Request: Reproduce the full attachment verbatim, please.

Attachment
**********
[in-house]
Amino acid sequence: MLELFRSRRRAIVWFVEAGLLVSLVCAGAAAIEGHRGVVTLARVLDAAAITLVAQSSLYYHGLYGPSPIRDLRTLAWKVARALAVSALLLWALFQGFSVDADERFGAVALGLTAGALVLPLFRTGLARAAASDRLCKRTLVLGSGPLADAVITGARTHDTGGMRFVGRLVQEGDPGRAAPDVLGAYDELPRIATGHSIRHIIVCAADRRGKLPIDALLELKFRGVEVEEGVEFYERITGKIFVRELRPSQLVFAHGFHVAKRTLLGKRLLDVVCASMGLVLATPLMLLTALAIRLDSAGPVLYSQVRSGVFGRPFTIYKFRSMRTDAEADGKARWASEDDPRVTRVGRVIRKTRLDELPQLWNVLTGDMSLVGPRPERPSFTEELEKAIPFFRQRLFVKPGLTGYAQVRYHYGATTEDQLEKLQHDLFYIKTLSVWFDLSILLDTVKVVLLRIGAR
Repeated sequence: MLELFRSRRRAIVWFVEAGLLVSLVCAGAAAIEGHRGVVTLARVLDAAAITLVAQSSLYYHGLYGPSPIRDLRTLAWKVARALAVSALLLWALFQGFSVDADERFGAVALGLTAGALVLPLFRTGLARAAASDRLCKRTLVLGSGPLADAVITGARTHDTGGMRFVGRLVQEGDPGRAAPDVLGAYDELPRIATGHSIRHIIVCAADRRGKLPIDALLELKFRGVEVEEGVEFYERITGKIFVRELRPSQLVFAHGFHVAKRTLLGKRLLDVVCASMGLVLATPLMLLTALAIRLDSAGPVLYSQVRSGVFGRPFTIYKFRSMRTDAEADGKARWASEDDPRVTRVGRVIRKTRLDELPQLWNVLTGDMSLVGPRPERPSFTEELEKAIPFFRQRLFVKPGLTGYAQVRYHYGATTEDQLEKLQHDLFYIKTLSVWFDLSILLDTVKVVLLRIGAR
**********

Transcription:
[in-house]
Amino acid sequence: MLELFRSRRRAIVWFVEAGLLVSLVCAGAAAIEGHRGVVTLARVLDAAAITLVAQSSLYYHGLYGPSPIRDLRTLAWKVARALAVSALLLWALFQGFSVDADERFGAVALGLTAGALVLPLFRTGLARAAASDRLCKRTLVLGSGPLADAVITGARTHDTGGMRFVGRLVQEGDPGRAAPDVLGAYDELPRIATGHSIRHIIVCAADRRGKLPIDALLELKFRGVEVEEGVEFYERITGKIFVRELRPSQLVFAHGFHVAKRTLLGKRLLDVVCASMGLVLATPLMLLTALAIRLDSAGPVLYSQVRSGVFGRPFTIYKFRSMRTDAEADGKARWASEDDPRVTRVGRVIRKTRLDELPQLWNVLTGDMSLVGPRPERPSFTEELEKAIPFFRQRLFVKPGLTGYAQVRYHYGATTEDQLEKLQHDLFYIKTLSVWFDLSILLDTVKVVLLRIGAR
Repeated sequence: MLELFRSRRRAIVWFVEAGLLVSLVCAGAAAIEGHRGVVTLARVLDAAAITLVAQSSLYYHGLYGPSPIRDLRTLAWKVARALAVSALLLWALFQGFSVDADERFGAVALGLTAGALVLPLFRTGLARAAASDRLCKRTLVLGSGPLADAVITGARTHDTGGMRFVGRLVQEGDPGRAAPDVLGAYDELPRIATGHSIRHIIVCAADRRGKLPIDALLELKFRGVEVEEGVEFYERITGKIFVRELRPSQLVFAHGFHVAKRTLLGKRLLDVVCASMGLVLATPLMLLTALAIRLDSAGPVLYSQVRSGVFGRPFTIYKFRSMRTDAEADGKARWASEDDPRVTRVGRVIRKTRLDELPQLWNVLTGDMSLVGPRPERPSFTEELEKAIPFFRQRLFVKPGLTGYAQVRYHYGATTEDQLEKLQHDLFYIKTLSVWFDLSILLDTVKVVLLRIGAR